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The National Association for College Admission Counseling Wednesday afternoon took issue with the way the College Board and ACT have made plans for testing to resume in the fall. The association also called on colleges to reassess "their admission criteria in light of the overwhelming challenges faced by many students."

The College Board and ACT have canceled several recent testing dates, but both have vowed to resume testing in the fall. If schools are not fully open in or by the fall, the testing organizations have said they would offer an at-home version of the SAT and ACT. In addition, numerous colleges have gone test optional during this period -- some just for a year, and others permanently. These include the University of California and the California State University systems, Swarthmore College, Pomona College, and Cornell University.

The NACAC statement -- using strong language -- suggested the testing bodies have not considered all of the issues and have not been talking to admissions counselors.

"We appreciate that public health measures have forced the cancellation of test administrations, disadvantaging students wishing to test this semester; and we understand that ACT and College Board must plan ahead in the event schools aren’t able to open in the fall," the statement said. "But we’re also mindful that practitioners -- both counselors and admission officers -- have raised legitimate questions about the effects of these adaptive testing measures, particularly on those who are already at risk of dropping out of the college pipeline -- our low-income, first-generation students. Their needs must be kept in the forefront of our minds at all times, as they are the most susceptible to harm in every aspect of this pandemic."

The statement goes on to detail some of those concerns:

  • "The digital divide between low-income and upper-income students is persistent and well-documented. The homes of low-income students are less likely to have the internet access and devices needed to participate in online testing. We cannot ignore the fact that, if schools do not reopen by fall, requiring students to take standardized exams at home will introduce a known risk factor for many low-income students that will further jeopardize educational equity and raise legitimate questions about the fairness of admission practices in this cycle."
  • "Students with disabilities also face unprecedented challenges in completing schoolwork and participating in standardized tests, particularly if they require accommodations."
  • "Little is known about the reliability of admission test scores taken in a home setting … As such, the potential for legitimate questions about the reliability of test scores taken outside of a monitored test center is high in the current context."
  • "Colleges are also currently without information, aside from general assurances, regarding the extent to which home-administered tests will maintain validity and comparability with other test administrations."

"Finally, NACAC is concerned that, even accounting for the crisis in which we are all immersed, our members believe the testing organizations have failed to communicate openly and fully with the professionals who are vital to the administration of the tests -- school counselors, college admission officers, and their professional association. NACAC and its members have felt blindsided by recent testing organization decisions, and are left to answer questions from students, families, and other stakeholders on the behalf of the organizations with little to no solid information," the statement said.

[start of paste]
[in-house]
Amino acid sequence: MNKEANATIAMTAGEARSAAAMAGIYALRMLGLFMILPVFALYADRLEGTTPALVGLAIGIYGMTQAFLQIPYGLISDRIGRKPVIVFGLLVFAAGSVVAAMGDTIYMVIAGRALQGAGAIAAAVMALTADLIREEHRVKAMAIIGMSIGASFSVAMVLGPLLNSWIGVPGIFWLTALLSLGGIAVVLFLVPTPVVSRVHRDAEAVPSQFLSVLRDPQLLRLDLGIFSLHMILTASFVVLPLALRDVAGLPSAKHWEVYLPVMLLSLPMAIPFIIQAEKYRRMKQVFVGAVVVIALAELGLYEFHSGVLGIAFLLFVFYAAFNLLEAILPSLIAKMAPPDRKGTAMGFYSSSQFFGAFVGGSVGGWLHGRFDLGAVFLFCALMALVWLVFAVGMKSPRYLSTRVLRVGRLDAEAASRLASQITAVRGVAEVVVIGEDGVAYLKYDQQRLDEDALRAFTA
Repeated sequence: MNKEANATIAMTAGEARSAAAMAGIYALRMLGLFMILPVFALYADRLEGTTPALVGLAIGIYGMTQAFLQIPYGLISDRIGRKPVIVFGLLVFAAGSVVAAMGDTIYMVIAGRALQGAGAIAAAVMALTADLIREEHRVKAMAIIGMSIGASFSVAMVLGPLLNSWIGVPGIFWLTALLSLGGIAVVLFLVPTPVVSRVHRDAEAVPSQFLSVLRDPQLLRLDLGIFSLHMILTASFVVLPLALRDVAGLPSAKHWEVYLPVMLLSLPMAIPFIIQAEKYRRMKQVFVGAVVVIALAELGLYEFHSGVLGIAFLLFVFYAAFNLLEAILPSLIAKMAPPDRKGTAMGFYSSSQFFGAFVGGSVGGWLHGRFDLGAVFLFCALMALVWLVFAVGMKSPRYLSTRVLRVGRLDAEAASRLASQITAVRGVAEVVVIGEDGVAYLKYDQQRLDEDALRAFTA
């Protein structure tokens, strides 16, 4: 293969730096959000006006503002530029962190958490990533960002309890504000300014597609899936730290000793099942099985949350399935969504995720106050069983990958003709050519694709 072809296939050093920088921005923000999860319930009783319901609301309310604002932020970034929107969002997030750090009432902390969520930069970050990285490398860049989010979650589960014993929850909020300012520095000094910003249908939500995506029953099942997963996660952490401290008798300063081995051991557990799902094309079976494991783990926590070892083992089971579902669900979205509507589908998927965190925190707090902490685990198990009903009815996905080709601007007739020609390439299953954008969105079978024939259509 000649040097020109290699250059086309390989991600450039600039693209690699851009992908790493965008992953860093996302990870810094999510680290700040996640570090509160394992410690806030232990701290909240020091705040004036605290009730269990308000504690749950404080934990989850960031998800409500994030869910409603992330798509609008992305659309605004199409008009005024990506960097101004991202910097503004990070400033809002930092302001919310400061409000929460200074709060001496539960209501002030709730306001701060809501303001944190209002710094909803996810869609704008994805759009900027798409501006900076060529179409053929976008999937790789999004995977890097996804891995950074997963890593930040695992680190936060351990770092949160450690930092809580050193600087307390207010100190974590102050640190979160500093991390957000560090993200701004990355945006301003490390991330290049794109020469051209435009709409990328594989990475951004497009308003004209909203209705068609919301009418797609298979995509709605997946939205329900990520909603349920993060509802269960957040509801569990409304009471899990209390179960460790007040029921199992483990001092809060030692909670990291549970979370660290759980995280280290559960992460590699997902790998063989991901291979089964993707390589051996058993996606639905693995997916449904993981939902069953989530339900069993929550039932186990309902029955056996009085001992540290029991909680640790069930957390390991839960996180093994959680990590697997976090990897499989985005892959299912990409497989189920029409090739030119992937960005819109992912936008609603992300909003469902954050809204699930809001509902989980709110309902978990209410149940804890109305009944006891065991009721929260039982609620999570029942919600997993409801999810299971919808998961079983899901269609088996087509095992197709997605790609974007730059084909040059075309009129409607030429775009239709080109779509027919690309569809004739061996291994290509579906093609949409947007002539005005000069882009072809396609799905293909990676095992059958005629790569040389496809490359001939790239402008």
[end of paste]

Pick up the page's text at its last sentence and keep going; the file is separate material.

In addition, it said, "The College Board recently scheduled the September SAT administration during the NACAC conference, potentially curtailing or depriving thousands of school counselors of NACAC’s annual national professional development event."

The statement asks, "For the 2020-21 admission cycle, NACAC is asking its member colleges and universities to reassess their admission criteria in light of the overwhelming challenges faced by many students. Do the criteria -- test scores, grades in college prep courses, strength of curriculum, and the like -- stand up to educational scrutiny? Are they reliable? And perhaps most important of all, do they preserve access for all students, including low-income, first-generation, and other vulnerable students who are already facing increased threats to their physical, emotional, and economic well-being amid this global health crisis?"

ACT declined to comment.

The College Board issued a statement that said, "We know the virus will disproportionately impact low-income and underrepresented students, so our response to this crisis is especially focused on providing opportunities for these groups, including ensuring students have access to technology. We have supported more than 10,000 students by establishing a dedicated, 100-person customer service team; partnering with DonorsChoose and Amazon; and connecting them to local efforts already in place through their school district. In the unlikely event that schools do not reopen this fall, we would work to ensure that at-home SAT testing is accessible to all students who want to test. We know no educators can close the digital divide completely, but we will continue to build partnerships to address the challenge."

The statement added, "We've sought the input of our members and regularly have communicated with them about how we will advance our mission in response to the spread of the coronavirus, including hosting more than a dozen webinars and sending emails that have reached hundreds of thousands of educators. Extensive information and the latest updates on Advanced Placement Exams and the SAT can be found here."

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